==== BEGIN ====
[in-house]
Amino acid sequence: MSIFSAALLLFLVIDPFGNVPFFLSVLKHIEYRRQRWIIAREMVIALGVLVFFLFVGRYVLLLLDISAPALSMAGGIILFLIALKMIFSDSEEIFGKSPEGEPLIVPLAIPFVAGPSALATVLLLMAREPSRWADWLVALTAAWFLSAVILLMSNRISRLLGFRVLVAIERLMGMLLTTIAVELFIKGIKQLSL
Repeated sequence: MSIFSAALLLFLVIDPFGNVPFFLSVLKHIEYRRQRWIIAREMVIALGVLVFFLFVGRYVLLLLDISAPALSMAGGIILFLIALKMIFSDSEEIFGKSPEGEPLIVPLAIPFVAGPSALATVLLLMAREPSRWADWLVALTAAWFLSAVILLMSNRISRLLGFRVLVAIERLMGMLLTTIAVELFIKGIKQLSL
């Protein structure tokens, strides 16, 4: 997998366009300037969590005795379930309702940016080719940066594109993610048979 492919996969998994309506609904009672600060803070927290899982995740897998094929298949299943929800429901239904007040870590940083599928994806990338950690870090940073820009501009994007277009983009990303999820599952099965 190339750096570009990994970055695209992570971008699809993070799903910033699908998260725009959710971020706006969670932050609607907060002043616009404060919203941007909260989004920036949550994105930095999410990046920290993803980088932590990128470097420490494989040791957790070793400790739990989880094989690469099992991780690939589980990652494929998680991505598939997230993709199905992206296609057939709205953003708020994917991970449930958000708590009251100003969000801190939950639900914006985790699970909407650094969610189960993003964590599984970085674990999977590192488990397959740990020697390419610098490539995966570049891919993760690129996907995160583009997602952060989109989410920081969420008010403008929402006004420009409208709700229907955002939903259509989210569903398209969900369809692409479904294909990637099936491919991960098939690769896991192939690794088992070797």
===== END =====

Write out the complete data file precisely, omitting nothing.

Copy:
[in-house]
Amino acid sequence: MSIFSAALLLFLVIDPFGNVPFFLSVLKHIEYRRQRWIIAREMVIALGVLVFFLFVGRYVLLLLDISAPALSMAGGIILFLIALKMIFSDSEEIFGKSPEGEPLIVPLAIPFVAGPSALATVLLLMAREPSRWADWLVALTAAWFLSAVILLMSNRISRLLGFRVLVAIERLMGMLLTTIAVELFIKGIKQLSL
Repeated sequence: MSIFSAALLLFLVIDPFGNVPFFLSVLKHIEYRRQRWIIAREMVIALGVLVFFLFVGRYVLLLLDISAPALSMAGGIILFLIALKMIFSDSEEIFGKSPEGEPLIVPLAIPFVAGPSALATVLLLMAREPSRWADWLVALTAAWFLSAVILLMSNRISRLLGFRVLVAIERLMGMLLTTIAVELFIKGIKQLSL
């Protein structure tokens, strides 16, 4: 997998366009300037969590005795379930309702940016080719940066594109993610048979 492919996969998994309506609904009672600060803070927290899982995740897998094929298949299943929800429901239904007040870590940083599928994806990338950690870090940073820009501009994007277009983009990303999820599952099965 190339750096570009990994970055695209992570971008699809993070799903910033699908998260725009959710971020706006969670932050609607907060002043616009404060919203941007909260989004920036949550994105930095999410990046920290993803980088932590990128470097420490494989040791957790070793400790739990989880094989690469099992991780690939589980990652494929998680991505598939997230993709199905992206296609057939709205953003708020994917991970449930958000708590009251100003969000801190939950639900914006985790699970909407650094969610189960993003964590599984970085674990999977590192488990397959740990020697390419610098490539995966570049891919993760690129996907995160583009997602952060989109989410920081969420008010403008929402006004420009409208709700229907955002939903259509989210569903398209969900369809692409479904294909990637099936491919991960098939690769896991192939690794088992070797």